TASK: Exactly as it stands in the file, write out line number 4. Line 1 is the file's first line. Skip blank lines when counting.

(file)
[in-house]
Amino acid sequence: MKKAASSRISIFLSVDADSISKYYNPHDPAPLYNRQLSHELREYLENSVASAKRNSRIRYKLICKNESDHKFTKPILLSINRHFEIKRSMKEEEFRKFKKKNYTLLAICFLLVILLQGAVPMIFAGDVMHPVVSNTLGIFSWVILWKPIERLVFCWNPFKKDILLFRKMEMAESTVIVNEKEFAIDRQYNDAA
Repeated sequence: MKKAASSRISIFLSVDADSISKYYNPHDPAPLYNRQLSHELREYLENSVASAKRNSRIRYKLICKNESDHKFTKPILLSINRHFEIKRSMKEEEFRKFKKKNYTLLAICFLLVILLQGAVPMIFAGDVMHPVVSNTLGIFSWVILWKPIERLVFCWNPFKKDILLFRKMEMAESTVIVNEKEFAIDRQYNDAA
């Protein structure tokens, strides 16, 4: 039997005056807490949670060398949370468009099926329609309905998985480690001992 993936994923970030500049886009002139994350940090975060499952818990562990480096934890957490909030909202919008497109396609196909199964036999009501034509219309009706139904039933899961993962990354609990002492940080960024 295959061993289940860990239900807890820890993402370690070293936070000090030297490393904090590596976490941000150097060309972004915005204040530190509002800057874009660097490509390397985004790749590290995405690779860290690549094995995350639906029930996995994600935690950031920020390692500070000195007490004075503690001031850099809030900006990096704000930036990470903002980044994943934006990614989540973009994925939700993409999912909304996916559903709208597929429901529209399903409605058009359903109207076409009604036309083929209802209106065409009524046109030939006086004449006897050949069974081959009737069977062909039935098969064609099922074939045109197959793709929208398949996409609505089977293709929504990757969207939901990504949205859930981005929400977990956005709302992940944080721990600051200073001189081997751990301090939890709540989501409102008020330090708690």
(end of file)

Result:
């Protein structure tokens, strides 16, 4: 039997005056807490949670060398949370468009099926329609309905998985480690001992 993936994923970030500049886009002139994350940090975060499952818990562990480096934890957490909030909202919008497109396609196909199964036999009501034509219309009706139904039933899961993962990354609990002492940080960024 295959061993289940860990239900807890820890993402370690070293936070000090030297490393904090590596976490941000150097060309972004915005204040530190509002800057874009660097490509390397985004790749590290995405690779860290690549094995995350639906029930996995994600935690950031920020390692500070000195007490004075503690001031850099809030900006990096704000930036990470903002980044994943934006990614989540973009994925939700993409999912909304996916559903709208597929429901529209399903409605058009359903109207076409009604036309083929209802209106065409009524046109030939006086004449006897050949069974081959009737069977062909039935098969064609099922074939045109197959793709929208398949996409609505089977293709929504990757969207939901990504949205859930981005929400977990956005709302992940944080721990600051200073001189081997751990301090939890709540989501409102008020330090708690």